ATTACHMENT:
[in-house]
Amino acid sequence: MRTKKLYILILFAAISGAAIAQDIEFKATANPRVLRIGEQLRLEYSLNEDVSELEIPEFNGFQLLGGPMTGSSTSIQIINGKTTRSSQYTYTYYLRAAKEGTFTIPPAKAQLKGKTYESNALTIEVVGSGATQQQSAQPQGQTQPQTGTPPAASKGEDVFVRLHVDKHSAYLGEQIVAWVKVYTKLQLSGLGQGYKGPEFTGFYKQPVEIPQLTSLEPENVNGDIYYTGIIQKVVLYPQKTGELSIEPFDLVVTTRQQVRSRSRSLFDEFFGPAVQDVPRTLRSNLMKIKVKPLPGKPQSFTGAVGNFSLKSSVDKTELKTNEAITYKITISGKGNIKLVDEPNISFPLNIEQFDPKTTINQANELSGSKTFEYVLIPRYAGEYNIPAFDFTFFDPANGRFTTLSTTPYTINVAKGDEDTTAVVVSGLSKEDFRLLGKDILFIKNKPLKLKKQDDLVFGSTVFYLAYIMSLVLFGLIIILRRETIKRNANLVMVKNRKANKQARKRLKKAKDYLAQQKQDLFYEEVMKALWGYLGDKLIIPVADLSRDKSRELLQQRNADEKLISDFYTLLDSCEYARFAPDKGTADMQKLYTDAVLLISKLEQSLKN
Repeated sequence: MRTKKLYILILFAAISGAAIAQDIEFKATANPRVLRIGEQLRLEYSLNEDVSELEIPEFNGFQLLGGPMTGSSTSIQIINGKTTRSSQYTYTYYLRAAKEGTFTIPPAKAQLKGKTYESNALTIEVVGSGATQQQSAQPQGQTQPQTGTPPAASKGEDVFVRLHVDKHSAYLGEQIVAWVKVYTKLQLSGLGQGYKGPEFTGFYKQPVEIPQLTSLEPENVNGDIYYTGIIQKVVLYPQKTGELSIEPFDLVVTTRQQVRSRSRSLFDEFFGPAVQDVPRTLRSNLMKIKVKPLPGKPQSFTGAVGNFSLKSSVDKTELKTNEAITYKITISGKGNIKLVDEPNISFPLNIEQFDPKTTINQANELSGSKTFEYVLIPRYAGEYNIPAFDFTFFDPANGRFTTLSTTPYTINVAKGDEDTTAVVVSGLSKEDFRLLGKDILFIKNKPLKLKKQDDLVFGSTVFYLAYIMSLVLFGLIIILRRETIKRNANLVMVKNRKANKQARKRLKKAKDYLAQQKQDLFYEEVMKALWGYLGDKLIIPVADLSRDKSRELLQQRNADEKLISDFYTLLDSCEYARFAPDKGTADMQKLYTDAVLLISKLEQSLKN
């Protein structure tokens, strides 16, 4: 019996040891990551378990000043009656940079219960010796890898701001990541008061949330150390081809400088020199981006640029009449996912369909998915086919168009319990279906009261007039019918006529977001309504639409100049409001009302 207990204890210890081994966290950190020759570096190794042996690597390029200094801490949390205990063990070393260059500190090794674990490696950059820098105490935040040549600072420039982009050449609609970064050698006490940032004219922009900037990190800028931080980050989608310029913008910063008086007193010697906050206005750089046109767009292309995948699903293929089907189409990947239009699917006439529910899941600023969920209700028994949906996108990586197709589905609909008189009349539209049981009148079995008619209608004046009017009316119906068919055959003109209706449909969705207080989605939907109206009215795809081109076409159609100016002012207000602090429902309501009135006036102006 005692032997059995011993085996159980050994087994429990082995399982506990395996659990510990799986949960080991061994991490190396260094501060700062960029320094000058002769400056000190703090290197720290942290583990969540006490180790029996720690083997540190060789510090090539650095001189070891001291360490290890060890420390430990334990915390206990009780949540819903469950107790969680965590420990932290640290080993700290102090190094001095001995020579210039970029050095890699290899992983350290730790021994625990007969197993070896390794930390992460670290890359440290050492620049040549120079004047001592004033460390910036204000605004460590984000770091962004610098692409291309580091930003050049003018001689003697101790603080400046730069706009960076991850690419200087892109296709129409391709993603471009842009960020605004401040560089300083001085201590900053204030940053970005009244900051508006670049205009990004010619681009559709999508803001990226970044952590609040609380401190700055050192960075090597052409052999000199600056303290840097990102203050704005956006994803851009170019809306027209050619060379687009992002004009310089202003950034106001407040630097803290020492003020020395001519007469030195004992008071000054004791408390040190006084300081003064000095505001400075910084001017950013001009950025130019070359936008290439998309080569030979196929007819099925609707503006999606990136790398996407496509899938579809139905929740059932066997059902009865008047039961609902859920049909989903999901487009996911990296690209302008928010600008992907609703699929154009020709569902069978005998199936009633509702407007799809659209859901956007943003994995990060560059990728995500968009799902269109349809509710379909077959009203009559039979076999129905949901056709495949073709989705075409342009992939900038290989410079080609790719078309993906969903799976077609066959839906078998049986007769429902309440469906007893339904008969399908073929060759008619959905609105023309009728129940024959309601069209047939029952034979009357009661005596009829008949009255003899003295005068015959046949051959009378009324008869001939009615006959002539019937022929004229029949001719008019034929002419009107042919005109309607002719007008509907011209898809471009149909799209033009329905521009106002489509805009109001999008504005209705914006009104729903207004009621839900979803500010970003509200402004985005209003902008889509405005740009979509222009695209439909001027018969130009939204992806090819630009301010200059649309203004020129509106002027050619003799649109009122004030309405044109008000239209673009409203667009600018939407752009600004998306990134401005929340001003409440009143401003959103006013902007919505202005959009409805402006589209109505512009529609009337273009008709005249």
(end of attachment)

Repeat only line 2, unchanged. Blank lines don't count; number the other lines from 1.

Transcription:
Amino acid sequence: MRTKKLYILILFAAISGAAIAQDIEFKATANPRVLRIGEQLRLEYSLNEDVSELEIPEFNGFQLLGGPMTGSSTSIQIINGKTTRSSQYTYTYYLRAAKEGTFTIPPAKAQLKGKTYESNALTIEVVGSGATQQQSAQPQGQTQPQTGTPPAASKGEDVFVRLHVDKHSAYLGEQIVAWVKVYTKLQLSGLGQGYKGPEFTGFYKQPVEIPQLTSLEPENVNGDIYYTGIIQKVVLYPQKTGELSIEPFDLVVTTRQQVRSRSRSLFDEFFGPAVQDVPRTLRSNLMKIKVKPLPGKPQSFTGAVGNFSLKSSVDKTELKTNEAITYKITISGKGNIKLVDEPNISFPLNIEQFDPKTTINQANELSGSKTFEYVLIPRYAGEYNIPAFDFTFFDPANGRFTTLSTTPYTINVAKGDEDTTAVVVSGLSKEDFRLLGKDILFIKNKPLKLKKQDDLVFGSTVFYLAYIMSLVLFGLIIILRRETIKRNANLVMVKNRKANKQARKRLKKAKDYLAQQKQDLFYEEVMKALWGYLGDKLIIPVADLSRDKSRELLQQRNADEKLISDFYTLLDSCEYARFAPDKGTADMQKLYTDAVLLISKLEQSLKN